Problem statement

Within the scope of fully autonomous driving, controlling the vehicle’s lateral- and longitudinal dynamics to follow a given trajectory with acceptable performance in all situations and circumstances is a challenging task.

One of the common approaches for autonomous trajectory-following is Model Predictive Control (MPC). MPC determines the optimal steering and/or acceleration inputs for each time step by solving an optimization problem that is specified by a cost function, which formulates our control objectives, and constraints, that consider the vehicle limitations and safety aspects. Based on predicting the vehicle’s future states over a certain horizon, the MPC can act and plan in advance the optimal way to follow the reference trajectory computed by the motion planner. This makes the MPC perform better than conventional controllers, e.g. PID.

Current state-of-the-art MPC can’t make it to solve the above-mentioned problem because of one of the following reasons:

  • Robustness against parameter uncertainties and external disturbances is not addressed
  • Prediction model does not cover significant aspects of the vehicle dynamics behavior enough
  • Use-case specific MPC formulation
  • Neglecting the combined limitations on the lateral- and longitudinal dynamics
  • Environment dependency: the need for a control expert intervention to switch to a different controller structure or parameter set when operating conditions ought to be changed

Objective & realization

We are focusing our research on developing a general robust adaptive MPC scheme for trajectory following of autonomous vehicles. The general control problem formulation allows us to operate several experimental vehicle types, e.g. passenger vehicles, trucks, or race cars, and further projects with different use cases that require an autonomous trajectory following.

The MPC problem formulation for the combined control of lateral- and longitudinal vehicle dynamics is high-dimensional and complex. We aim to automate the MPC Design process and reduce the manual effort needed by a control expert/engineer. Besides saving enormous time of manual design, automating the process gives us the potential for improving the performance of the closed-loop system w.r.t. our control objectives, e.g. tracking or comfort.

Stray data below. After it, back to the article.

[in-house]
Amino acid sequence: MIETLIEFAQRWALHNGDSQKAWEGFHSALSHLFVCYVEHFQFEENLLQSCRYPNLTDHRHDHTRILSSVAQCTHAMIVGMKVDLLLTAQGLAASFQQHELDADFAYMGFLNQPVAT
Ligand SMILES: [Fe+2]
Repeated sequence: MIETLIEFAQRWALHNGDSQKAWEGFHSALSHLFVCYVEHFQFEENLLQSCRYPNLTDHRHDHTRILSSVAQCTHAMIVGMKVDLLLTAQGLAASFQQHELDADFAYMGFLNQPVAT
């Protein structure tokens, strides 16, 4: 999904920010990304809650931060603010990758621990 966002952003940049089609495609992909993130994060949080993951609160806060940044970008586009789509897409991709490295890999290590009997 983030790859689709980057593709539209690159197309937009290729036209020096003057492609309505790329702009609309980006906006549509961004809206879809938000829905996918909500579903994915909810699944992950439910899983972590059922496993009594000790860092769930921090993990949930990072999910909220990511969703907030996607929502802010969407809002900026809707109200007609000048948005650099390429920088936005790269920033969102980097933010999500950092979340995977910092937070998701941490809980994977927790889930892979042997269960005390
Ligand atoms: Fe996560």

Furthermore, our main research goal is MPC self-adaptivity. When changes to the environment occur, where the MPC is designed, we want to eliminate the manual interventions of the MPC expert to update its configuration. Instead, the MPC should adapt its structure and parametrization automatically according to the new conditions. Additionally, the MPC should be robust against uncertain parameters and external disturbances.

With online continuous learning, we strive for the self-knowledge expansion of the MPC to automatically improve its performance with useful available collected data.

Software: TUM AV-Control framework

We develop a minimalistic closed-loop controller-vehicle simulation framework that is modular and scalable. It is based on the Autoware Universe interfaces, ROS2 and C++. One of the main advantages of this framework is the capability to isolate the controller from the rest of the software and thus guarantee a static environment for rapid prototyping. The second advantage is that the developed packages can easily be integrated into the rest of the software stack for autonomous driving for the Software- or Hardware-in-the-Loop simulations as well as be deployed on the vehicle.

We will make our TUM AV-Control Simulation framework available and open-source as soon as possible.